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China's Sinopec Bows Out Of Russian Petchem, Gas Projects

China's state-run oil refiner, Sinopec, has paused discussions with Russia about a petrochemical investment and a deal to market Russian gas in China, Reuters sources suggested on Friday.

Reuters sources have suggested that the reason for the pause in talks is due to China's wariness over its own companies butting up against Western-levied Russian sanctions.

While the petrochemical deal wasn't named, Reuters sources said it was in the site selection process and was supposed to be similar in size to the $10 billion Amur gas chemical complex in Siberia. Amur is a joint venture between Sinopec and Russian Sibur.

The new investment in question—which was also a deal with Sibur—was estimated at $500 million for a gas chemical plant.

Sinopec reportedly paused the talks when it realized that one of Sibur's minority shareholders and board members, Gennady Timchenko, had been sanctioned by the EU and Britain due to his ties with Russian President Vladimir Putin. Timchenko was also on Novatek's board until Monday, when he resigned.

Russia is China's second-largest oil supplier and third-largest gas provider.

Sinopec did not comment on its plans.

The Amur project is also in jeopardy, as funding sources in Russia, including from Russia's state-run Sberbank, also find themselves limited due to sanctions.

Sibur has denied that a new project with Sinopec similar to Amur was in the works. It did say, however, that Sibur continues to work with Sinopec on the Amur project.

"Sinopec is actively participating in the issues of the project's construction management, including equipment supplies, work with suppliers and contractors. We are also jointly working on the issues of project financing," Sibur told Reuters.

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China's Ministry of Foreign Affairs has recently met with Sinopec, CNPC, and CNOOC—its three energy giants—to review its ties to Russia. Reuters sources have suggested that those companies have been told to tread carefully in its dealings with Russia and to not make any rash moves in buying Russian assets.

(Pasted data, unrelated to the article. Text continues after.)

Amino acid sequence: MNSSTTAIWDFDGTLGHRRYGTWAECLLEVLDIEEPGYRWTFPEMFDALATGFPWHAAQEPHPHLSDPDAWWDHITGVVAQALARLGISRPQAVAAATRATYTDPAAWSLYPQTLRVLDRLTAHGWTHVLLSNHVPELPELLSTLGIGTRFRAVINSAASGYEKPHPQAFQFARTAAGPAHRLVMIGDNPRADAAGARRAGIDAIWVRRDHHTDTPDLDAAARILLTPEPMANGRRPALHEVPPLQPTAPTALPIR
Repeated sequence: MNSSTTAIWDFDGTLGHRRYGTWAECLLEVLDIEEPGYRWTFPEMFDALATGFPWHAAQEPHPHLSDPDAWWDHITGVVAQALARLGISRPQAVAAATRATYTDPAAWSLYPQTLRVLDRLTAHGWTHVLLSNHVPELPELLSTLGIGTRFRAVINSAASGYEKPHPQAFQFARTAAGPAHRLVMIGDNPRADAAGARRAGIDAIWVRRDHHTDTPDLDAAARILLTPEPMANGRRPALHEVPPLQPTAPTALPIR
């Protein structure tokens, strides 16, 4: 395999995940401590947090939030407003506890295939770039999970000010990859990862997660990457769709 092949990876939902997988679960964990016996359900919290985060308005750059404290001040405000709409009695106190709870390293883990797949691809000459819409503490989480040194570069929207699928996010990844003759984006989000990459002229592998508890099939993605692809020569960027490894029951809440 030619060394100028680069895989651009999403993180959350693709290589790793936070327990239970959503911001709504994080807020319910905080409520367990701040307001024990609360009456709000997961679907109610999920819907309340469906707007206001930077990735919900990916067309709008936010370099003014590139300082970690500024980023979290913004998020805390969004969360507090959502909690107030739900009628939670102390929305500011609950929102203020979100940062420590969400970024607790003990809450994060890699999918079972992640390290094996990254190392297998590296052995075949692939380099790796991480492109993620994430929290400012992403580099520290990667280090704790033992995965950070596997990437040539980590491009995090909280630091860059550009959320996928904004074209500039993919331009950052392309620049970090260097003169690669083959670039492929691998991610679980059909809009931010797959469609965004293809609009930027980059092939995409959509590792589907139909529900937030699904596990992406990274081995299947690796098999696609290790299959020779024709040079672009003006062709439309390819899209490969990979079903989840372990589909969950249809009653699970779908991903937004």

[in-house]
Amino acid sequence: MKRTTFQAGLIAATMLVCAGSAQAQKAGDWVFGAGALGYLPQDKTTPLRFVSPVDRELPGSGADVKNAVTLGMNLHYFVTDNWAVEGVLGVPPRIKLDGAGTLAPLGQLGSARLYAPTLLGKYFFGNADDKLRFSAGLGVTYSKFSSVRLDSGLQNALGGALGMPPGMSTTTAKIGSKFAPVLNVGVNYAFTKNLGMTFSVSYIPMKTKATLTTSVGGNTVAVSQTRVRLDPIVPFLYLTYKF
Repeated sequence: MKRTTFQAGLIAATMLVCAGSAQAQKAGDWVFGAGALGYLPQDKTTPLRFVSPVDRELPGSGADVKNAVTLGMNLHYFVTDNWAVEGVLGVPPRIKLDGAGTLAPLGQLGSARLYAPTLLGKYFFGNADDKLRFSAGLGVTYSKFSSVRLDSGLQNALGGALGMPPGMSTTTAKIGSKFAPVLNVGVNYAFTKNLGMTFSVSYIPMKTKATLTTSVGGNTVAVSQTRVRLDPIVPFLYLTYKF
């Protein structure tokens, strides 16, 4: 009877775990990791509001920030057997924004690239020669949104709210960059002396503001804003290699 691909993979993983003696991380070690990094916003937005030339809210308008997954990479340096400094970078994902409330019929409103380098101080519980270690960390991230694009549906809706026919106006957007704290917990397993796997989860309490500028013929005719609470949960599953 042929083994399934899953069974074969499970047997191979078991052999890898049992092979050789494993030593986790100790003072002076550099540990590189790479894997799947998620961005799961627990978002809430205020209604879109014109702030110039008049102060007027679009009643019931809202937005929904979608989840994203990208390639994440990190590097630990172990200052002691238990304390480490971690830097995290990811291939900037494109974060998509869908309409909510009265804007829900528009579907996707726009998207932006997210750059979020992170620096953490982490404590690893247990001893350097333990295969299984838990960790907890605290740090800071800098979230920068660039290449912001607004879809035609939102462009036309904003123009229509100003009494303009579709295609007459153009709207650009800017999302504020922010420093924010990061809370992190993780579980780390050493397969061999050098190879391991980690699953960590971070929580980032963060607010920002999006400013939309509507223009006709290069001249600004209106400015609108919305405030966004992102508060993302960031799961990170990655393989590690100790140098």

By Julianne Geiger for Oilprice.com

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  • Mamdouh Salameh on March 26 2022 said:
    China has been openly defying US sanctions against Iran and Venezuela for years. Does anyone think even for a second it will hesitate in supporting its closest strategic partner against US and EU sanctions against it?

    Russia is China’s largest recipient of Chinese investments under the Belt and Road Initiative (BRI). It is also the largest supplier of gas to China and the second largest supplier of crude as well. Therefore the insinuation by Reuters that China's state-run oil refiner, Sinopec, has paused discussions with Russia about a petrochemical investment and a deal to market Russian gas in China because of Western sanctions could be false news. Delays of projects if it is true in this case happen all the time.

    Moreover. Reuters’ claim that the Amur project is also in jeopardy because of sanctions affecting funding could equally be false news. China and Russia use their national currencies in their transactions as the ruble is virtually legal tender in Chinese regions bordering Russia.

    Trade between Russia and China has grown from $13 bn in the early 2000s to $150 bn in 2021 and still expanding.

    Dr Mamdouh G Salameh
    International Oil Economist
    Visiting Professor of Energy Economics at ESCP Europe Business School, London

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